Kids in need: Hampton Roads summer food programs

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When you are hungry, can you go into your pantry and find what you need? Is your family fortunate enough to run to the grocery store at any given time to pick up a gallon of milk for morning cereal or a pound of chicken for dinner this evening? Many families struggle to do just that.

According to Feeding America, an organization on a mission to provide food to families who are attempting to cope with food insecurity across the nation, we have families in dire need of community support:

In the United States, more than one out of five children lives in a household with food insecurity, which means they do not always know where they will find their next meal. According to the United States Department of Agriculture (USDA), in 2012, 15.9 million children under 18 in the United States live in this condition – unable to consistently access nutritious and adequate amounts of food necessary for a healthy life.

While we could debate the various individual perceptions as to why this issue exists within our community, it’s more important that we attempt to support the children and their families who cannot adequately provide for their growing family members. When a child is being raised in a food insecure home, it affects many aspects of their lives from their health, mental well-being, and overall morale. If a child attends school hungry, how can they be expected to focus on the task of building a better life for themselves through education?

According to the Commonwealth of Virginia, the Hampton Roads area has a higher food insecurity rate than our state average.

Image courtesy HRFoodbank
Image courtesy HRfoodbank.com

Food insecurity is a harsh reality for young children and families around Hampton Roads, especially in the summer months when they have less access to their school resources like free breakfast and lunch. While some local food banks offer after school snack and backpack programs for weekends during the school year, what happens when a child is out of school for the summer? With this thought in mind, we went on the hunt for local resources to help you feed your kids this summer when they are home for the school break and you are finding it a struggle to meet their nutritional needs.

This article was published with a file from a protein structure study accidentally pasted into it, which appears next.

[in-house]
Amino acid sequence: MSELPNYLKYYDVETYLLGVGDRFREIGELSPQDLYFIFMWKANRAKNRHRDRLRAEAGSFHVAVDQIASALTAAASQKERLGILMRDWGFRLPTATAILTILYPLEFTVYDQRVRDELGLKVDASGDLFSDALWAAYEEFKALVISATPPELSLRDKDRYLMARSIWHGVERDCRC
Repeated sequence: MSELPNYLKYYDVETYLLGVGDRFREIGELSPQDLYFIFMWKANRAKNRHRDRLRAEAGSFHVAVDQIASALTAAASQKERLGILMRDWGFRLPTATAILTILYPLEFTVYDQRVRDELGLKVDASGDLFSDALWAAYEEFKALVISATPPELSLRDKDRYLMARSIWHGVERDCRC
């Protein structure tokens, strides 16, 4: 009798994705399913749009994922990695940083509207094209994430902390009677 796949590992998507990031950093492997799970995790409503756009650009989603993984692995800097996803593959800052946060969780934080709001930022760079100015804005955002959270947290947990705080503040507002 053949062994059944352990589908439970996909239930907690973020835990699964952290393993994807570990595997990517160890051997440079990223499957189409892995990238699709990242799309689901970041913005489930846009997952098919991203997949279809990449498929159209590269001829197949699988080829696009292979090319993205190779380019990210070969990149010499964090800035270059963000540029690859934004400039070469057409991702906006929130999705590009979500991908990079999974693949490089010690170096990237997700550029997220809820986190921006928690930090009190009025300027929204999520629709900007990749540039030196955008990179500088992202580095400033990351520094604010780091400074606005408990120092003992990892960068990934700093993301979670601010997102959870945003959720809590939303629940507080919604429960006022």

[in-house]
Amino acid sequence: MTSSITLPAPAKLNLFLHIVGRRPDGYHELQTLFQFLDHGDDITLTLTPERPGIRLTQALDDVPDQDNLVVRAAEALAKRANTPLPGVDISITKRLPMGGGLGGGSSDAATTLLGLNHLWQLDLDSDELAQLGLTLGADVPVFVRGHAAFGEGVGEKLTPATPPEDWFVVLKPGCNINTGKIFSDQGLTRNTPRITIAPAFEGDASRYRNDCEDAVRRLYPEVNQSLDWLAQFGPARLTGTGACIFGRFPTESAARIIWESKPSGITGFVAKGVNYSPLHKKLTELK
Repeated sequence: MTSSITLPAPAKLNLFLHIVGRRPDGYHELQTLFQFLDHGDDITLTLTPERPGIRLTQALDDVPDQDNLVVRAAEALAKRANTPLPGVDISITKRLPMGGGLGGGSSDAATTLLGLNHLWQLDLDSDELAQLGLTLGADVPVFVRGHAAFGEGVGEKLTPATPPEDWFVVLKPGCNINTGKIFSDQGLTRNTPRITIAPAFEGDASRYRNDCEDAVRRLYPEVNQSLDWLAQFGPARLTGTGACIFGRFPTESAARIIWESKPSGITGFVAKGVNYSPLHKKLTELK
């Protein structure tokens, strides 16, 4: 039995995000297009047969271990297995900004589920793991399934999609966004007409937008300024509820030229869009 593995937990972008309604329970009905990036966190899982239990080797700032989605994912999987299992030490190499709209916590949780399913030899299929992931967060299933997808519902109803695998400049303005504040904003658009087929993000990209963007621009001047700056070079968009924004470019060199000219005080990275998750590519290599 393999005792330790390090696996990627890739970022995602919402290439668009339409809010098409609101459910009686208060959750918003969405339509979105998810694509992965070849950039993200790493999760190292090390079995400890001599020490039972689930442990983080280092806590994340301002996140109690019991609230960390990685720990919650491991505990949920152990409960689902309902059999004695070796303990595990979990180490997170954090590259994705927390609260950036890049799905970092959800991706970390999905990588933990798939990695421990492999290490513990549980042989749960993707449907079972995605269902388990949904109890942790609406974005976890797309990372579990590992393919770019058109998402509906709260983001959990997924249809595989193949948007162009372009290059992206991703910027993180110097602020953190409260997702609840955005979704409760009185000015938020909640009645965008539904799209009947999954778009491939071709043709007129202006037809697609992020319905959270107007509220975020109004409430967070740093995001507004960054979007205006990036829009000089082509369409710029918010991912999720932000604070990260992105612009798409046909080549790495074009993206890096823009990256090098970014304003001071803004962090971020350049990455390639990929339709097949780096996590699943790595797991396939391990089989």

This national after-school program (Kids Cafe) was created by Feeding America™ and is administered locally by your Foodbank. It is a place where children ages 4 through 18 can go to receive free, nutritious evening meals in a safe, supportive environment. Sites operate in convenient locations in low-income neighborhoods where participating children can walk or bicycle to after school. In this past fiscal year 2013, we served almost 236,000 nutritionally balanced meals and over 61,500 snacks to 2,400 youths at 24 different sites through this program.

S.H.A.R.E. — Self-Help And Resource Exchange, SHARE Hampton Roads is a community building organization that offers nutritious food packages at discounted rates. Each value food package is worth approximately $35-$40, but can be purchased for $20 and two hours of volunteer service of your choice.

… the Virginia Peninsula Foodbank (VPF) prepares over 6,000 hot, nutritionally-balanced meals each week and delivers them to the 30 Kids Cafe sites in the cities of Hampton, Newport News, Poquoson, Williamsburg, and the counties of Gloucester, James City, Mathews, Surry, Isle of Wight and York. Meals are prepared fresh daily by students in the VFP’s Culinary Training Program which is overseen by an executive chef in VPF’s commercial kitchen.

If you are fortunate, but would like to help join the community effort to support the food banks, you can head to the many drop off locations to do just that.

The Foodbank serves eleven municipalities including the cities of Norfolk, Portsmouth, Chesapeake, Suffolk, Franklin, and Virginia Beach as well as the counties of Southampton, Northampton, Sussex, Isle of Wight, and Accomack.

Fortunately, we have a fantastic infrastructure of resources for our community. The key is to keep them up and running and ensure that our community is aware of all the resources open to them during the summer months and beyond.

For more information and a comprehensive listing of Hampton Roads resources in your area – head to their websites:

What community resources have we missed here that might help our Hampton Roads kids?

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